Canonbury is a residential district in the London Borough of Islington in the north of London. It is roughly in the area between Essex Road, Upper Street and Cross Street and either side of St Paul's Road. In 1253 land in the area was granted to the Canons of St Bartholomew’s Priory, Smithfield and became known as Canonbury. The area continued predominantly as open land until it was developed as a suburb in the early 19th century. In common with similar inner London areas, it suffered decline when the construction of railways in the 1860s enabled commuting into the city from further afield. The gentrification of the area from the 1950s included new developments to replace war-damaged properties in Canonbury Park North and South as well as restoration of older buildings.
East Canonbury is the south-eastern corner of the district, bordering on the Regents Canal. Parts of this area were transferred to the district from the London Borough of Hackney in a boundary adjustment (along the line of the northern tow-path of the canal), in 1993.
In the east is the New River Estate (formerly the Marquess Estate), a 1,200 dwelling council estate, completed in 1976 on 26 acres (110,000 m2), and designed by Darbourne & Darke. A dark red brick, traffic free estate, it was praised as an example of municipal architecture, but acquired a bad reputation and has since been extensively redeveloped to improve security for residents.
George Orwell moved to 27b Canonbury Square in the autumn of 1944 - he and his wife having been bombed out of their previous flat, in Mortimer Crescent, on 28 June 1944. Evelyn Waugh lived at 17a Canonbury Square from 1928 to 1930.Charles Dickens wrote a Christmas story about a lamplighter in Canonbury, which features the Tower. Leslie Forbes, the travel and detective story writer, and amateur historian Gavin Menzies both live in the area.
Canonbury Square - An attractive square, developed between 1805 and 1830, it includes a variety of distinct styles. In 1812, when few properties had been built, the New North Road turnpike, now known as Canonbury Road, was constructed and bisects the square. Many significant figures from the arts and literary worlds have lived on the square, including George Orwell, Evelyn Waugh and Samuel Phelps.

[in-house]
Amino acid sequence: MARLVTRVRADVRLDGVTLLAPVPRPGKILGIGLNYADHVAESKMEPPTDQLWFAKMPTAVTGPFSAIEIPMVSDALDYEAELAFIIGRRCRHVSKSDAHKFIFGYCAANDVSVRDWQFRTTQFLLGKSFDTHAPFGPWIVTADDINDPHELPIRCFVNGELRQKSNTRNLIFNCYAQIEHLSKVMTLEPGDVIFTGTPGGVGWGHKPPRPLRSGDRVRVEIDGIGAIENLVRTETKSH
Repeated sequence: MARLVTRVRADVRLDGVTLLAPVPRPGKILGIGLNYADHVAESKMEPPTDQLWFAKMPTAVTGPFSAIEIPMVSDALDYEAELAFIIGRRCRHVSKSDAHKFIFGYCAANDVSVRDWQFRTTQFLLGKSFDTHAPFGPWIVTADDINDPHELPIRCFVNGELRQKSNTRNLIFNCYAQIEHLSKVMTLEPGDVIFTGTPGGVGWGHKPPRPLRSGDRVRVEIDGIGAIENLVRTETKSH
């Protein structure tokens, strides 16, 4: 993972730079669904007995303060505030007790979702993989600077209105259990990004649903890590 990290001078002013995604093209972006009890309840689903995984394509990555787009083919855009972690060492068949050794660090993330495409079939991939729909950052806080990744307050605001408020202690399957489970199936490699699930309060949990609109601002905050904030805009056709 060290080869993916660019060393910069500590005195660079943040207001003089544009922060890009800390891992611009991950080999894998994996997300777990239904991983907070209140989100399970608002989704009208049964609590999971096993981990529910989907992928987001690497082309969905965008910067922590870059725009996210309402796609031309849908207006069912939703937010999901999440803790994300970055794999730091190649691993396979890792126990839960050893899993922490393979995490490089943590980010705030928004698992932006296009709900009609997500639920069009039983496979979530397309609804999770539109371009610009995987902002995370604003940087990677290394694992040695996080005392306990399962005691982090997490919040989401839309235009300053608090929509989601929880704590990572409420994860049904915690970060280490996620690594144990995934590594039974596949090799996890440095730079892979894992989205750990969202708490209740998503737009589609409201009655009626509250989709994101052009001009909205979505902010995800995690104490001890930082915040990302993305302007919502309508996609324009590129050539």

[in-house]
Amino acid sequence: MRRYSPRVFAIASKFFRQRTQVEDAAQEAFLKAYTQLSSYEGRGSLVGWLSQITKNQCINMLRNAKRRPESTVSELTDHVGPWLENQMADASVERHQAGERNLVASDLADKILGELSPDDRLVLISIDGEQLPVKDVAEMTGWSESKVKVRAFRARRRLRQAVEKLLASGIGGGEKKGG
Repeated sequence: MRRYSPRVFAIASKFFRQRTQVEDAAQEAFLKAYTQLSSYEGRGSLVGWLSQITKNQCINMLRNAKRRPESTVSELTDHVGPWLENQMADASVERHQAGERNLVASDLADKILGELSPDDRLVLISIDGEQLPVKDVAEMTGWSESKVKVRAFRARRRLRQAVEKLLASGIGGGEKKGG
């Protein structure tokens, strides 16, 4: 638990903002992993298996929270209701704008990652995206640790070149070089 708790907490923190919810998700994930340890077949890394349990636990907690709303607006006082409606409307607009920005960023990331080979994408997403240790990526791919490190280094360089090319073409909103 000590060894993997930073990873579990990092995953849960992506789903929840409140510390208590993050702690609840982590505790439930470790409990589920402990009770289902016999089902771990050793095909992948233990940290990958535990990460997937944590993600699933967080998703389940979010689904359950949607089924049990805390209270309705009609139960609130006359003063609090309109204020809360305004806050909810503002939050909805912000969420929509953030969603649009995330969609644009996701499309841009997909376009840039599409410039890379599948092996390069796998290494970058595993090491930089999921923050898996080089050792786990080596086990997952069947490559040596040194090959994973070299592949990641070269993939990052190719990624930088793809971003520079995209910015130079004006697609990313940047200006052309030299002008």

New River Walk - The New River, an aqueduct built by Sir Hugh Myddelton to supply fresh water to London, was completed in 1613. The walk is in two parts, with a break at Willowbridge. The southern section received an early National Lottery grant, and has a back-pumping scheme which simulates the water flow of the original aqueduct.
Canonbury Grove - a road running parallel to part of New River Walk, made up of typical attractive 2 and 3 storey early 19th century terraces.
St Paul’s, at the junction of Essex Road and Balls Pond Road, was designed in 1826-28 by Charles Barry for the Church of England. Its parish was merged with St Jude, Mildmay and since 1997 the building has been used as a Steiner school.
St Stephen's Church, Church of England, is on Canonbury Road and was built in 1839.
Greenpeace UK - offices based at Canonbury Villas.
The Canonbury Society  aims to conserve the special character of Canonbury by monitoring development
Islington & Stoke Newington (T.S Quail) Sea Cadet Unit
The Islington Society  was founded in 1960 to safeguard and improve the quality of life in Islington. It focuses on the built environment and public transport, but also takes a special interest in public services and open spaces.
John Newbery, publisher of children's literature, lived in Canonbury House
Molly Hughes, educator and author, chronicled her childhood in Canonbury in A London Child of the 1870s growing up in a house that "stood at the corner of two roads" with a view down the length of Grange Grove
Gareth Morris, principal flute, Philharmonia and New Philharmonia Orchestras (1948-1972) also principal flute professor of Royal Academy of Music (1945-1985), resident of 4, Alwyne Place from 1945-1987